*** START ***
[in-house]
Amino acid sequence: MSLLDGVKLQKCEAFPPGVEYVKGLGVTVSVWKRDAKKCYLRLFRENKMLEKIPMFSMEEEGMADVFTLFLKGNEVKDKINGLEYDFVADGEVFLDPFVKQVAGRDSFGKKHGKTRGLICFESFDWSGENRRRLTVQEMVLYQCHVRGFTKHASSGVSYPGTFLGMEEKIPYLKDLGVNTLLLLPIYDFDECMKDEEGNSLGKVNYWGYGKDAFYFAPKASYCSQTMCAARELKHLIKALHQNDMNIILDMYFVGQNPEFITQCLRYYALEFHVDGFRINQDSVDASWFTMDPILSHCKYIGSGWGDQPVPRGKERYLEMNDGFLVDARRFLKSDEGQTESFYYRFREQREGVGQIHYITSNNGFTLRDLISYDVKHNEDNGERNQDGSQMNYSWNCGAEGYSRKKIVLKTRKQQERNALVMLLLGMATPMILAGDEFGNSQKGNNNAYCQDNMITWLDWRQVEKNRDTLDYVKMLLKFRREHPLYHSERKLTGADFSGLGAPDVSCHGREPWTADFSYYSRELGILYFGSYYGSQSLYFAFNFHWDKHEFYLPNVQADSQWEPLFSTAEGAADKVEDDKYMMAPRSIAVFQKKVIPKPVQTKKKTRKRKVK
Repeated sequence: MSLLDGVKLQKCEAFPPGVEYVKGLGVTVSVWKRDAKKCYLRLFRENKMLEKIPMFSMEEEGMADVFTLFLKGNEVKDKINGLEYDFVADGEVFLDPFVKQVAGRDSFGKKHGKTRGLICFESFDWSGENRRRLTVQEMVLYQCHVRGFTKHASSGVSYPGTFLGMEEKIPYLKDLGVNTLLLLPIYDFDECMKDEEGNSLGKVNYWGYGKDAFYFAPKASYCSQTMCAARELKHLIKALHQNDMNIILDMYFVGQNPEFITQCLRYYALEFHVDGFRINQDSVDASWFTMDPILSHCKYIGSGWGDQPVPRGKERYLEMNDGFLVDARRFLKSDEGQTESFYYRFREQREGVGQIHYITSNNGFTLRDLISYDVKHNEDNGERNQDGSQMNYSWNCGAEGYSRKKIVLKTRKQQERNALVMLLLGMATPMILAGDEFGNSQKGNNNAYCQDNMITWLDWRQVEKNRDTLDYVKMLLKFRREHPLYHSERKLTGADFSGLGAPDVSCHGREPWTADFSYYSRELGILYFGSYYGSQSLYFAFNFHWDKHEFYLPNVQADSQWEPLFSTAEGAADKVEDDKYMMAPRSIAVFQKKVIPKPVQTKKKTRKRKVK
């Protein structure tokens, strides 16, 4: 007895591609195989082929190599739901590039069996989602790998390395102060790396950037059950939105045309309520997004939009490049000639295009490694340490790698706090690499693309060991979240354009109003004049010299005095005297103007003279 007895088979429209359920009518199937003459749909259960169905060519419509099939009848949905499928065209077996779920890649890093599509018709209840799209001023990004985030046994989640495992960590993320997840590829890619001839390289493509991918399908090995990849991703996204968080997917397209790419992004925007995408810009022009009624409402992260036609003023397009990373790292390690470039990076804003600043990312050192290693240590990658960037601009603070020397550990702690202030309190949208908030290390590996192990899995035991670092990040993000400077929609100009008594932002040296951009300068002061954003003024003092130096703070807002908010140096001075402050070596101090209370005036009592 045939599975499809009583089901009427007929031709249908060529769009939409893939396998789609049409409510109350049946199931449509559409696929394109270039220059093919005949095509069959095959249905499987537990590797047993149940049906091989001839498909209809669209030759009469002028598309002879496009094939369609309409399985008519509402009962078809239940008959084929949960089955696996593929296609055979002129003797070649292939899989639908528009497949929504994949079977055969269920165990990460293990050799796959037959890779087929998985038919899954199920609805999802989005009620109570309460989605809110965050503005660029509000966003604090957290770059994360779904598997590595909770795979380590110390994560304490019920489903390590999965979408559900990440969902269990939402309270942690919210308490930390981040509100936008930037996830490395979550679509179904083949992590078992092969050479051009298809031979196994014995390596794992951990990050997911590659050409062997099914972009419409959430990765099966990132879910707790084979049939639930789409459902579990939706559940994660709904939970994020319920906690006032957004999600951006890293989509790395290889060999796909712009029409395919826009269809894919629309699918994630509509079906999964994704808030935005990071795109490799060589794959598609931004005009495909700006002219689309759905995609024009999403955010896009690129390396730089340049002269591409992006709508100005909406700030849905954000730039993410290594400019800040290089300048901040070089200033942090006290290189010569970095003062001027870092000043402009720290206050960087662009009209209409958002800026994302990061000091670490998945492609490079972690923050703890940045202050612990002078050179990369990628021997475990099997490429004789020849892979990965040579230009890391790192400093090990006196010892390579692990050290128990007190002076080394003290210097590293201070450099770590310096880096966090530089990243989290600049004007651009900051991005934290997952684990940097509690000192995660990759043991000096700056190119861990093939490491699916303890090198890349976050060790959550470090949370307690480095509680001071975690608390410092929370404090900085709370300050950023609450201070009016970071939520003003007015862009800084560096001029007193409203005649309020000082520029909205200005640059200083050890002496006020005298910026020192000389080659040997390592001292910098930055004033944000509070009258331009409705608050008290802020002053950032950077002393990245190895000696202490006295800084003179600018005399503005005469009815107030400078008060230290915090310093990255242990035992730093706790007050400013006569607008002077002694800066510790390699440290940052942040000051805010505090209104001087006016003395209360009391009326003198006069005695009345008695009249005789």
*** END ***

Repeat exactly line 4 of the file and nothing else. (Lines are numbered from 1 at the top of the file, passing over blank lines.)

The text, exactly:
């Protein structure tokens, strides 16, 4: 007895591609195989082929190599739901590039069996989602790998390395102060790396950037059950939105045309309520997004939009490049000639295009490694340490790698706090690499693309060991979240354009109003004049010299005095005297103007003279 007895088979429209359920009518199937003459749909259960169905060519419509099939009848949905499928065209077996779920890649890093599509018709209840799209001023990004985030046994989640495992960590993320997840590829890619001839390289493509991918399908090995990849991703996204968080997917397209790419992004925007995408810009022009009624409402992260036609003023397009990373790292390690470039990076804003600043990312050192290693240590990658960037601009603070020397550990702690202030309190949208908030290390590996192990899995035991670092990040993000400077929609100009008594932002040296951009300068002061954003003024003092130096703070807002908010140096001075402050070596101090209370005036009592 045939599975499809009583089901009427007929031709249908060529769009939409893939396998789609049409409510109350049946199931449509559409696929394109270039220059093919005949095509069959095959249905499987537990590797047993149940049906091989001839498909209809669209030759009469002028598309002879496009094939369609309409399985008519509402009962078809239940008959084929949960089955696996593929296609055979002129003797070649292939899989639908528009497949929504994949079977055969269920165990990460293990050799796959037959890779087929998985038919899954199920609805999802989005009620109570309460989605809110965050503005660029509000966003604090957290770059994360779904598997590595909770795979380590110390994560304490019920489903390590999965979408559900990440969902269990939402309270942690919210308490930390981040509100936008930037996830490395979550679509179904083949992590078992092969050479051009298809031979196994014995390596794992951990990050997911590659050409062997099914972009419409959430990765099966990132879910707790084979049939639930789409459902579990939706559940994660709904939970994020319920906690006032957004999600951006890293989509790395290889060999796909712009029409395919826009269809894919629309699918994630509509079906999964994704808030935005990071795109490799060589794959598609931004005009495909700006002219689309759905995609024009999403955010896009690129390396730089340049002269591409992006709508100005909406700030849905954000730039993410290594400019800040290089300048901040070089200033942090006290290189010569970095003062001027870092000043402009720290206050960087662009009209209409958002800026994302990061000091670490998945492609490079972690923050703890940045202050612990002078050179990369990628021997475990099997490429004789020849892979990965040579230009890391790192400093090990006196010892390579692990050290128990007190002076080394003290210097590293201070450099770590310096880096966090530089990243989290600049004007651009900051991005934290997952684990940097509690000192995660990759043991000096700056190119861990093939490491699916303890090198890349976050060790959550470090949370307690480095509680001071975690608390410092929370404090900085709370300050950023609450201070009016970071939520003003007015862009800084560096001029007193409203005649309020000082520029909205200005640059200083050890002496006020005298910026020192000389080659040997390592001292910098930055004033944000509070009258331009409705608050008290802020002053950032950077002393990245190895000696202490006295800084003179600018005399503005005469009815107030400078008060230290915090310093990255242990035992730093706790007050400013006569607008002077002694800066510790390699440290940052942040000051805010505090209104001087006016003395209360009391009326003198006069005695009345008695009249005789």